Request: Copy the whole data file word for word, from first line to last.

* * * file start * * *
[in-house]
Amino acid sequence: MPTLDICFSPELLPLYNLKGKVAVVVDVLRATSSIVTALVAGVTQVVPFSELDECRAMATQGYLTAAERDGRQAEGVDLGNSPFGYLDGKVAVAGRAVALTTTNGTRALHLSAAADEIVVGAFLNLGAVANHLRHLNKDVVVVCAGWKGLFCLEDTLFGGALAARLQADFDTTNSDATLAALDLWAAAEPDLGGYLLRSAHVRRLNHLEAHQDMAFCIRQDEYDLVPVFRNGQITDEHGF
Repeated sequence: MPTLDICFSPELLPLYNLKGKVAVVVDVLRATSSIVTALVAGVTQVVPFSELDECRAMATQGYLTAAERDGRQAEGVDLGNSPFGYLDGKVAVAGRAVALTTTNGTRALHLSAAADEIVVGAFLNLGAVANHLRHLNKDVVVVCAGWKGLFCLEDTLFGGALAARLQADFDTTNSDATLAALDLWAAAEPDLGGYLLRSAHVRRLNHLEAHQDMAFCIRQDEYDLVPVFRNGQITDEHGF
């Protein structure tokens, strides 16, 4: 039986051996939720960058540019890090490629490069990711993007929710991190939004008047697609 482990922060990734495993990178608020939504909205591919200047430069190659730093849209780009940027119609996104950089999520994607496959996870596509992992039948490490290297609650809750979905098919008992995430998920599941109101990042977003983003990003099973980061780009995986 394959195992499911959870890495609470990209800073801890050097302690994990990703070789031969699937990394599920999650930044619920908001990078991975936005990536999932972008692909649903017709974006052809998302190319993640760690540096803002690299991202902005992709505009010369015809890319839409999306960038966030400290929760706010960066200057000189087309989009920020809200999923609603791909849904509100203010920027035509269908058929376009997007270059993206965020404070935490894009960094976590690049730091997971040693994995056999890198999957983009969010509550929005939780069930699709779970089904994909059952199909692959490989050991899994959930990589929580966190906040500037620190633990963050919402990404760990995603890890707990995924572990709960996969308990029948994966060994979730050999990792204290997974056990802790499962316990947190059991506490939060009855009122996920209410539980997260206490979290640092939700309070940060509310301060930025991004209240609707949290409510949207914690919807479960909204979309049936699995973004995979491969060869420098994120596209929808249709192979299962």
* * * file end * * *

[in-house]
Amino acid sequence: MPTLDICFSPELLPLYNLKGKVAVVVDVLRATSSIVTALVAGVTQVVPFSELDECRAMATQGYLTAAERDGRQAEGVDLGNSPFGYLDGKVAVAGRAVALTTTNGTRALHLSAAADEIVVGAFLNLGAVANHLRHLNKDVVVVCAGWKGLFCLEDTLFGGALAARLQADFDTTNSDATLAALDLWAAAEPDLGGYLLRSAHVRRLNHLEAHQDMAFCIRQDEYDLVPVFRNGQITDEHGF
Repeated sequence: MPTLDICFSPELLPLYNLKGKVAVVVDVLRATSSIVTALVAGVTQVVPFSELDECRAMATQGYLTAAERDGRQAEGVDLGNSPFGYLDGKVAVAGRAVALTTTNGTRALHLSAAADEIVVGAFLNLGAVANHLRHLNKDVVVVCAGWKGLFCLEDTLFGGALAARLQADFDTTNSDATLAALDLWAAAEPDLGGYLLRSAHVRRLNHLEAHQDMAFCIRQDEYDLVPVFRNGQITDEHGF
């Protein structure tokens, strides 16, 4: 039986051996939720960058540019890090490629490069990711993007929710991190939004008047697609 482990922060990734495993990178608020939504909205591919200047430069190659730093849209780009940027119609996104950089999520994607496959996870596509992992039948490490290297609650809750979905098919008992995430998920599941109101990042977003983003990003099973980061780009995986 394959195992499911959870890495609470990209800073801890050097302690994990990703070789031969699937990394599920999650930044619920908001990078991975936005990536999932972008692909649903017709974006052809998302190319993640760690540096803002690299991202902005992709505009010369015809890319839409999306960038966030400290929760706010960066200057000189087309989009920020809200999923609603791909849904509100203010920027035509269908058929376009997007270059993206965020404070935490894009960094976590690049730091997971040693994995056999890198999957983009969010509550929005939780069930699709779970089904994909059952199909692959490989050991899994959930990589929580966190906040500037620190633990963050919402990404760990995603890890707990995924572990709960996969308990029948994966060994979730050999990792204290997974056990802790499962316990947190059991506490939060009855009122996920209410539980997260206490979290640092939700309070940060509310301060930025991004209240609707949290409510949207914690919807479960909204979309049936699995973004995979491969060869420098994120596209929808249709192979299962």